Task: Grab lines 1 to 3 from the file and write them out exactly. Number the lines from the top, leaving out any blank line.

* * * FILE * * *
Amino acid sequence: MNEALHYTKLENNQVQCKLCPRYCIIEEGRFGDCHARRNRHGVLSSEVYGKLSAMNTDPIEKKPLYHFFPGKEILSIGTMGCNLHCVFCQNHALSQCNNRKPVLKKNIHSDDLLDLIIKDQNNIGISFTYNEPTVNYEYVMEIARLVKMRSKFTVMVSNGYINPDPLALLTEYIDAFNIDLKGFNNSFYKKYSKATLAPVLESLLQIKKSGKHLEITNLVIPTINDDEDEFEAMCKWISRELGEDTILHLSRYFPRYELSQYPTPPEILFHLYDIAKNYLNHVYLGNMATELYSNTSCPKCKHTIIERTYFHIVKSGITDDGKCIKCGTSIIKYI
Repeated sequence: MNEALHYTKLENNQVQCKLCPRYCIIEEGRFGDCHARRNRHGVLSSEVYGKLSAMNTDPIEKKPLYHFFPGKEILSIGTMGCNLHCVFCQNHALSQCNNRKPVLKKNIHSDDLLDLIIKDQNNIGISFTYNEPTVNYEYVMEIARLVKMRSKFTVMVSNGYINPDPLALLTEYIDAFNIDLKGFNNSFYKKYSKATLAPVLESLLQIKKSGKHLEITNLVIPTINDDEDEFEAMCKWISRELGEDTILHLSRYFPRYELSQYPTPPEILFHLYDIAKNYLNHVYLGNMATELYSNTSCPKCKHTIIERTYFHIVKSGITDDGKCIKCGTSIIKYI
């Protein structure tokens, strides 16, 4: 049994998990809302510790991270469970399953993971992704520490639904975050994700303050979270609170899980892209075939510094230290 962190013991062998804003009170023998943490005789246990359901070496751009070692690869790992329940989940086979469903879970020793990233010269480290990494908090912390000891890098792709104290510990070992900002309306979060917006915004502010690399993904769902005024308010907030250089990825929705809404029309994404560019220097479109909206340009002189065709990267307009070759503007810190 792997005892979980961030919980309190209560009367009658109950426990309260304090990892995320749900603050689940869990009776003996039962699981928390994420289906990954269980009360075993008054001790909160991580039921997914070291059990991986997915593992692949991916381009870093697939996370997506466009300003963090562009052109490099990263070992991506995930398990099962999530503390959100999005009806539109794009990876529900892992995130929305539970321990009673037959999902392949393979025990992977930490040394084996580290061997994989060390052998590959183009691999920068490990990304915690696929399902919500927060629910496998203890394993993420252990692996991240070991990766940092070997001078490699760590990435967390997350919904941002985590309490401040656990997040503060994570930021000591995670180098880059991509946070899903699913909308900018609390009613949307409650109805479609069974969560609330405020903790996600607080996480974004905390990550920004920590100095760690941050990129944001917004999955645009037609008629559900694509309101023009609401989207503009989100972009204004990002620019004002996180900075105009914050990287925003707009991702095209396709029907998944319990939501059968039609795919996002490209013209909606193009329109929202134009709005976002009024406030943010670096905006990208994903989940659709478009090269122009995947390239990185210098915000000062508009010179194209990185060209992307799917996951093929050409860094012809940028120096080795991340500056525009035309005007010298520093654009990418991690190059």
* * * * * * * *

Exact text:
Amino acid sequence: MNEALHYTKLENNQVQCKLCPRYCIIEEGRFGDCHARRNRHGVLSSEVYGKLSAMNTDPIEKKPLYHFFPGKEILSIGTMGCNLHCVFCQNHALSQCNNRKPVLKKNIHSDDLLDLIIKDQNNIGISFTYNEPTVNYEYVMEIARLVKMRSKFTVMVSNGYINPDPLALLTEYIDAFNIDLKGFNNSFYKKYSKATLAPVLESLLQIKKSGKHLEITNLVIPTINDDEDEFEAMCKWISRELGEDTILHLSRYFPRYELSQYPTPPEILFHLYDIAKNYLNHVYLGNMATELYSNTSCPKCKHTIIERTYFHIVKSGITDDGKCIKCGTSIIKYI
Repeated sequence: MNEALHYTKLENNQVQCKLCPRYCIIEEGRFGDCHARRNRHGVLSSEVYGKLSAMNTDPIEKKPLYHFFPGKEILSIGTMGCNLHCVFCQNHALSQCNNRKPVLKKNIHSDDLLDLIIKDQNNIGISFTYNEPTVNYEYVMEIARLVKMRSKFTVMVSNGYINPDPLALLTEYIDAFNIDLKGFNNSFYKKYSKATLAPVLESLLQIKKSGKHLEITNLVIPTINDDEDEFEAMCKWISRELGEDTILHLSRYFPRYELSQYPTPPEILFHLYDIAKNYLNHVYLGNMATELYSNTSCPKCKHTIIERTYFHIVKSGITDDGKCIKCGTSIIKYI
């Protein structure tokens, strides 16, 4: 049994998990809302510790991270469970399953993971992704520490639904975050994700303050979270609170899980892209075939510094230290 962190013991062998804003009170023998943490005789246990359901070496751009070692690869790992329940989940086979469903879970020793990233010269480290990494908090912390000891890098792709104290510990070992900002309306979060917006915004502010690399993904769902005024308010907030250089990825929705809404029309994404560019220097479109909206340009002189065709990267307009070759503007810190 792997005892979980961030919980309190209560009367009658109950426990309260304090990892995320749900603050689940869990009776003996039962699981928390994420289906990954269980009360075993008054001790909160991580039921997914070291059990991986997915593992692949991916381009870093697939996370997506466009300003963090562009052109490099990263070992991506995930398990099962999530503390959100999005009806539109794009990876529900892992995130929305539970321990009673037959999902392949393979025990992977930490040394084996580290061997994989060390052998590959183009691999920068490990990304915690696929399902919500927060629910496998203890394993993420252990692996991240070991990766940092070997001078490699760590990435967390997350919904941002985590309490401040656990997040503060994570930021000591995670180098880059991509946070899903699913909308900018609390009613949307409650109805479609069974969560609330405020903790996600607080996480974004905390990550920004920590100095760690941050990129944001917004999955645009037609008629559900694509309101023009609401989207503009989100972009204004990002620019004002996180900075105009914050990287925003707009991702095209396709029907998944319990939501059968039609795919996002490209013209909606193009329109929202134009709005976002009024406030943010670096905006990208994903989940659709478009090269122009995947390239990185210098915000000062508009010179194209990185060209992307799917996951093929050409860094012809940028120096080795991340500056525009035309005007010298520093654009990418991690190059």